|Princess Philipp of Saxe-Coburg and Gotha|
|Born||18 February 1858|
|Died||1 March 1924 (aged 66)|
(m. 1875; div. 1906)
|House||Saxe-Coburg and Gotha|
|Father||Leopold II of Belgium|
|Mother||Marie Henriette of Austria|
Princess Louise Marie Amélie of Belgium (18 February 1858 in Brussels - 1 March 1924 in Wiesbaden) was the eldest daughter of Leopold II and his wife, Marie Henriette of Austria. The Brussels thoroughfare Avenue Louise is named after her.
Born Louise Marie Amélie, she married Prince Philipp of Saxe-Coburg and Gotha her second cousin, in Brussels, on 4 February/4 May 1875. Philipp was thirty-one at the time of the marriage; his new bride was seventeen. The couple had two children:
The marriage was disliked by her father, who regarded it as an unwelcome alliance with Prussia, but her mother approved of it because Philipp lived in Hungary.
The relationship between Louise and Philip was not happy. Louise later wrote that she had fled the bedchamber as soon as possible the morning after her wedding, due to her extreme distress. Philipp is said to have been controlling, and Louise responded by living a lavish lifestyle at the court of Vienna, where she attracted much attention.
In 1895, Louise, now based in Vienna, the capital of Austrian Empire, became romantically involved with Count Geza Mattachich (Mattacic, 1868-1923), stepson of Oskar Keglevich, Count of Buzin. Mattachich was a lieutenant in a Croatian regiment of the Austrian army. They met in the Prater in Vienna.
In January 1897, she scandalized Vienna by permanently leaving her husband, Prince Philipp, for Mattachich and taking her daughter with her. They traveled first to Paris, then Cannes, living in other destinations in the south of France and the rest of Europe. Her son became estranged from her, because he felt her actions had ruined his chance for inheritance. Her daughter soon left her mother at the advice of her fiancé, the duke of Schleswig-Holstein.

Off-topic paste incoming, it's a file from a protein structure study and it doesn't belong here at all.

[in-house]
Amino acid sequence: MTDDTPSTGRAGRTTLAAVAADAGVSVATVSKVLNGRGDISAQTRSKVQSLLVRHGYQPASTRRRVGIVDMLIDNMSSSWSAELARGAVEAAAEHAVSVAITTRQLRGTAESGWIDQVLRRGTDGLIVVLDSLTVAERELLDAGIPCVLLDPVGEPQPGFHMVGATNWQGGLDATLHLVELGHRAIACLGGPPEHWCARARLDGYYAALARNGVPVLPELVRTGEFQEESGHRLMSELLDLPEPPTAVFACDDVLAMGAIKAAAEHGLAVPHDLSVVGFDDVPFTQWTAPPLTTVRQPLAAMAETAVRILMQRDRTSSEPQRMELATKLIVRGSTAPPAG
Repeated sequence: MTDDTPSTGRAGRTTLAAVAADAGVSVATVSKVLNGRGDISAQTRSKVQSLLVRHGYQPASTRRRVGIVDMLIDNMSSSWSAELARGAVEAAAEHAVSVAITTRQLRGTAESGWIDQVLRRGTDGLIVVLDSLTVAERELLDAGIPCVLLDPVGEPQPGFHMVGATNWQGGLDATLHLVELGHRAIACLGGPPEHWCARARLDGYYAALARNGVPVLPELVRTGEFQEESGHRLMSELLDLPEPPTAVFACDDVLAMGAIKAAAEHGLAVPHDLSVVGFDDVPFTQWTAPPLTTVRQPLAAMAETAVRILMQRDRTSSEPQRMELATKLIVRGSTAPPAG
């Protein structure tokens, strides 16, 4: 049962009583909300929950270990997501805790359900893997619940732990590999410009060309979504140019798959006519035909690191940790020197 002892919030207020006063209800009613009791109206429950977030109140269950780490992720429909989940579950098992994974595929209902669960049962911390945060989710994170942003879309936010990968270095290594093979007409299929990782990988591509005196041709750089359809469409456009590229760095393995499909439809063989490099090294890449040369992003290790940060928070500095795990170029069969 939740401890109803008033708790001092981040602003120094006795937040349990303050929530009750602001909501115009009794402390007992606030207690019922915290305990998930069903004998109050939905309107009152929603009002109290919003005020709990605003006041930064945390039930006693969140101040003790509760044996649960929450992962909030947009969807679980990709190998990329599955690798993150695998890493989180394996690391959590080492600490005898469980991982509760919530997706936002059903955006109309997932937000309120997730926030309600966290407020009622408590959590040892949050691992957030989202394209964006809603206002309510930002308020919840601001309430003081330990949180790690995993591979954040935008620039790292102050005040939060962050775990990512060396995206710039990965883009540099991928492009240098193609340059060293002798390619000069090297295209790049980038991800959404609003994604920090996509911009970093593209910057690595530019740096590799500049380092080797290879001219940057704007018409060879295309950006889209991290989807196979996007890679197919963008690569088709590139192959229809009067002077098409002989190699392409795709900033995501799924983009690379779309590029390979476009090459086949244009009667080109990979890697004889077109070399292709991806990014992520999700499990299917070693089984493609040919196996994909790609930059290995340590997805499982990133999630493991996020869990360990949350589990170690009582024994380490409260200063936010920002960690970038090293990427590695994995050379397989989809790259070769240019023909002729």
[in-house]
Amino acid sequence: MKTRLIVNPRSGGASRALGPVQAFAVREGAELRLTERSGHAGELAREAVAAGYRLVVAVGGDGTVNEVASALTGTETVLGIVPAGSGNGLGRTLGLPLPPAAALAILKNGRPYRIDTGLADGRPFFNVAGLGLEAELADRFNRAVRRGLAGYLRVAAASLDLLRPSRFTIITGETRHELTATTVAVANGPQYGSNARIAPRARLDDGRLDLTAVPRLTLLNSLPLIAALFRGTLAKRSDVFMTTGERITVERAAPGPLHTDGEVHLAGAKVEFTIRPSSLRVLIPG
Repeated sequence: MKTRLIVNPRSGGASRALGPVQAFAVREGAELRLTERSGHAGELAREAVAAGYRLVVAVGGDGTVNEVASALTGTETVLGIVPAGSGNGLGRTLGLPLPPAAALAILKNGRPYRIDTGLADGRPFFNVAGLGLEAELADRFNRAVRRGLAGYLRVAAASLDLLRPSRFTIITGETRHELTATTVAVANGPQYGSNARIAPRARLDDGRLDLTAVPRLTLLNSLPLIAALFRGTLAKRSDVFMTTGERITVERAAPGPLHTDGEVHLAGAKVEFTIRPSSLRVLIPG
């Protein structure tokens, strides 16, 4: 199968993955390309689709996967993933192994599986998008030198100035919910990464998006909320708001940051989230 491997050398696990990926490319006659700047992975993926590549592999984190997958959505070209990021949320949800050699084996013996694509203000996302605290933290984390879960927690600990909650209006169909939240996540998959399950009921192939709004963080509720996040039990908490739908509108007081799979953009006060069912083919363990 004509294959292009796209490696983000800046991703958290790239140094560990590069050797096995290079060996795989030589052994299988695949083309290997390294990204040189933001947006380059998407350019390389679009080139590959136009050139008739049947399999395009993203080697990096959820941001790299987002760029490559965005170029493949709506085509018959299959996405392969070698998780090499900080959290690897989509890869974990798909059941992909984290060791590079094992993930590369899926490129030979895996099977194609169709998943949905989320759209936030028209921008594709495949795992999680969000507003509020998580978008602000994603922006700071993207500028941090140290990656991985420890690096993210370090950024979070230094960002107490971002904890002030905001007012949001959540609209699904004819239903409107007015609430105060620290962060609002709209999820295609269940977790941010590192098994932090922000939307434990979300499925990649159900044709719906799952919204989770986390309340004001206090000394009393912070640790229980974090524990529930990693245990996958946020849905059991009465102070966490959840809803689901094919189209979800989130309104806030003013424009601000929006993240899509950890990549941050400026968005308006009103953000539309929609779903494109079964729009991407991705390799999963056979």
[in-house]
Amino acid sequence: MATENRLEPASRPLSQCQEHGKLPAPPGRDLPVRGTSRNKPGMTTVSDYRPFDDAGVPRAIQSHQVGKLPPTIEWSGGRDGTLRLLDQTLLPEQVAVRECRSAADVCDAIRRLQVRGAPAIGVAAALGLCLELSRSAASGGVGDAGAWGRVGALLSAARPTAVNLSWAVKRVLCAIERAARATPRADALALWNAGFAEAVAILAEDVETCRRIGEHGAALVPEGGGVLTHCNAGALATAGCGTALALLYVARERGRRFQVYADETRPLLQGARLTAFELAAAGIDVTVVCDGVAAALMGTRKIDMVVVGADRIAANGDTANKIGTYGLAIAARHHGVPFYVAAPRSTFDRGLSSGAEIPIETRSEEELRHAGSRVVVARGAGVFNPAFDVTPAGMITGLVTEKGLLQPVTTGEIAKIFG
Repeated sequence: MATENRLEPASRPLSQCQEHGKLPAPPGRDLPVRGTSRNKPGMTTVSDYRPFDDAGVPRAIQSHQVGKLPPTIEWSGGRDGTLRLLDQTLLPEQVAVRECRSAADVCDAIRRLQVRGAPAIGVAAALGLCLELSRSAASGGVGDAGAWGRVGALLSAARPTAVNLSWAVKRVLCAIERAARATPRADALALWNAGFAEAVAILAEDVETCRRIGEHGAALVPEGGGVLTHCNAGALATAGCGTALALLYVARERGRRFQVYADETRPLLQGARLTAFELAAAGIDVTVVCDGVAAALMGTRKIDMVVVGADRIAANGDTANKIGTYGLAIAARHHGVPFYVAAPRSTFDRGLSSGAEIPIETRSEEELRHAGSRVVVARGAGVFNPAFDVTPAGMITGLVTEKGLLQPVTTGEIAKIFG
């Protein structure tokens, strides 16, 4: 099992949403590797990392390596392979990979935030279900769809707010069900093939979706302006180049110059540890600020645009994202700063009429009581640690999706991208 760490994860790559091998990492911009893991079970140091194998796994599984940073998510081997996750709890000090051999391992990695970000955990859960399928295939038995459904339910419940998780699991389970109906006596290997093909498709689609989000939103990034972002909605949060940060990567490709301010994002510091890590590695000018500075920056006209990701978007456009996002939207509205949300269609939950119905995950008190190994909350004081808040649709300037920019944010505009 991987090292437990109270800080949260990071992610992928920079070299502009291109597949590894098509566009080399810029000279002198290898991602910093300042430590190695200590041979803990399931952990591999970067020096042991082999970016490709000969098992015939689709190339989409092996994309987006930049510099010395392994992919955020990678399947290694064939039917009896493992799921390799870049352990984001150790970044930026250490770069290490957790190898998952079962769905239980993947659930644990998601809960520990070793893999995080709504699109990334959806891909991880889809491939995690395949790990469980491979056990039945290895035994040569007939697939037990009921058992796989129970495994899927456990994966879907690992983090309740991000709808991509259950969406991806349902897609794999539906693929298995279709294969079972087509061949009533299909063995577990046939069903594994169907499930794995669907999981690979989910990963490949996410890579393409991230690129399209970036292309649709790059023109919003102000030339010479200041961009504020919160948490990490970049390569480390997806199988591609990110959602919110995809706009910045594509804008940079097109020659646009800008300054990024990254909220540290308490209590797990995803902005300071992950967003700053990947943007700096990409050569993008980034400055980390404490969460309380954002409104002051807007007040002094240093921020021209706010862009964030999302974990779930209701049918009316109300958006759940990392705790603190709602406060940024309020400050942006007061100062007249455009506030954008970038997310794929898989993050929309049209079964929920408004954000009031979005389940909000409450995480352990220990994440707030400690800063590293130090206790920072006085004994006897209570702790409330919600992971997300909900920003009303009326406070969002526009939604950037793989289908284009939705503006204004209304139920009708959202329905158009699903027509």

Louise and Prince Philipp were finally divorced in Gotha on 15 January 1906, almost eight years after Louise had begun divorce proceedings.
Estranged from her father Leopold II (also disinherited by him), divorced from her husband, and separated from her children, Louise's extravagant expenses brought her deeper and deeper into debt. Despite being the daughter of arguably the wealthiest king of the age, she was forced to claim bankruptcy after it became known that Mattachich had forged the signature of Louise's sister, Princess Stéphanie, on promissory notes for jewelry worth about $2,500,000. As a result of this episode, in May 1898 she was interned in an asylum for six years on the orders of Austrian monarchy, which was embarrassed and scandalized by her and her husband. Mattachich was sentenced to four years in prison for forgery. Once his sentence was over, he helped Louise escape from the asylum in 1904; spied upon by emperor Franz Josef's secret service, they began life as fugitives. This predicament ended as the result of World War I and the disintegration of Austrian empire.
But before the war, when Leopold II died in 1909, the princess and her two sisters discovered that their father had left his will to his chief mistress, the French prostitute Caroline Lacroix and a portion to the Royal Trust. The sisters began a lawsuit against the Belgian state, which had made its own claims on the king's vast wealth. The outcome of the lawsuit was especially important for Louise, rather than her sisters, because she was penniless. Although she lost the legal battle, the Belgian state awarded her a sum of money, which she would only receive many years later due to the outbreak of war.
After the war, Louise and Mattacic returned to Paris, where she wrote her memoir. In it, she settles the score with various the people in her life, including her father Leopold II. Yet she dedicated the work to him. Louise's memoir, My Own Affairs, was published in 1921.
Mattacic's health deteriorated over the course of 1923 until his death that autumn. After his death, Louise moved one last time to Wiesbaden in Germany. After Mattachich's death she was given a home by Queen Elisabeth, the wife of her cousin, King Albert I of Belgium. In Wiesbaden she died on March 1, 1924.
After her death, the royal court in Brussels went into mourning for a full month.
|Ancestors of Princess Louise of Belgium|